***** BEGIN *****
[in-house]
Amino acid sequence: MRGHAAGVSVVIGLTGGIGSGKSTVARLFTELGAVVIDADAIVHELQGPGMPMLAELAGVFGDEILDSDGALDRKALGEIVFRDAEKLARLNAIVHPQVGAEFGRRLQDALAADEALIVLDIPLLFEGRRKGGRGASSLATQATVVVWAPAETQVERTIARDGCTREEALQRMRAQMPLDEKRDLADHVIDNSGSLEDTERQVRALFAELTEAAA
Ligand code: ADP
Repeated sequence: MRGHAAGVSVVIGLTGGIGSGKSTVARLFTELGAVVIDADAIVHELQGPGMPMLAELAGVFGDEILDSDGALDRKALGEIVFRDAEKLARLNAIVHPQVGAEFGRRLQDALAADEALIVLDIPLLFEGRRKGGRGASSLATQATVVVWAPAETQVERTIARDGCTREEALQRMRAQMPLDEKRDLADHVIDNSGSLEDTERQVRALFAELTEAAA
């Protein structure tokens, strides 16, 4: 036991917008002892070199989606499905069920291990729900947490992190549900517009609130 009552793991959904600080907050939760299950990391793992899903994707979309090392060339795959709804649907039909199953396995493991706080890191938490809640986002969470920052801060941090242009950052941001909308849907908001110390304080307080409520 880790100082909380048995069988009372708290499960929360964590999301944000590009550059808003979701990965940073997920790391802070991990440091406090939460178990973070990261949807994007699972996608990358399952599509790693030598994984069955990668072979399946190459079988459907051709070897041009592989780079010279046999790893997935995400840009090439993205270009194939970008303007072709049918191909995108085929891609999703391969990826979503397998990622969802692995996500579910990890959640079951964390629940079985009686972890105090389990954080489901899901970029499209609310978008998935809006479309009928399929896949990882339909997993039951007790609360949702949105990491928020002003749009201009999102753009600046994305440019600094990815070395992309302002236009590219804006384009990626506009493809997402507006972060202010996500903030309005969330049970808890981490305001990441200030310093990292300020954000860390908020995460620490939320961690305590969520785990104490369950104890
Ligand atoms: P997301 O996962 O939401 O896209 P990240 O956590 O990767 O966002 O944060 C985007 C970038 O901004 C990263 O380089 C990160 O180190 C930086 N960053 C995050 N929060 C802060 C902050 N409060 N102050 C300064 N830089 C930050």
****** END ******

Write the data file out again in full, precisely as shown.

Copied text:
[in-house]
Amino acid sequence: MRGHAAGVSVVIGLTGGIGSGKSTVARLFTELGAVVIDADAIVHELQGPGMPMLAELAGVFGDEILDSDGALDRKALGEIVFRDAEKLARLNAIVHPQVGAEFGRRLQDALAADEALIVLDIPLLFEGRRKGGRGASSLATQATVVVWAPAETQVERTIARDGCTREEALQRMRAQMPLDEKRDLADHVIDNSGSLEDTERQVRALFAELTEAAA
Ligand code: ADP
Repeated sequence: MRGHAAGVSVVIGLTGGIGSGKSTVARLFTELGAVVIDADAIVHELQGPGMPMLAELAGVFGDEILDSDGALDRKALGEIVFRDAEKLARLNAIVHPQVGAEFGRRLQDALAADEALIVLDIPLLFEGRRKGGRGASSLATQATVVVWAPAETQVERTIARDGCTREEALQRMRAQMPLDEKRDLADHVIDNSGSLEDTERQVRALFAELTEAAA
């Protein structure tokens, strides 16, 4: 036991917008002892070199989606499905069920291990729900947490992190549900517009609130 009552793991959904600080907050939760299950990391793992899903994707979309090392060339795959709804649907039909199953396995493991706080890191938490809640986002969470920052801060941090242009950052941001909308849907908001110390304080307080409520 880790100082909380048995069988009372708290499960929360964590999301944000590009550059808003979701990965940073997920790391802070991990440091406090939460178990973070990261949807994007699972996608990358399952599509790693030598994984069955990668072979399946190459079988459907051709070897041009592989780079010279046999790893997935995400840009090439993205270009194939970008303007072709049918191909995108085929891609999703391969990826979503397998990622969802692995996500579910990890959640079951964390629940079985009686972890105090389990954080489901899901970029499209609310978008998935809006479309009928399929896949990882339909997993039951007790609360949702949105990491928020002003749009201009999102753009600046994305440019600094990815070395992309302002236009590219804006384009990626506009493809997402507006972060202010996500903030309005969330049970808890981490305001990441200030310093990292300020954000860390908020995460620490939320961690305590969520785990104490369950104890
Ligand atoms: P997301 O996962 O939401 O896209 P990240 O956590 O990767 O966002 O944060 C985007 C970038 O901004 C990263 O380089 C990160 O180190 C930086 N960053 C995050 N929060 C802060 C902050 N409060 N102050 C300064 N830089 C930050």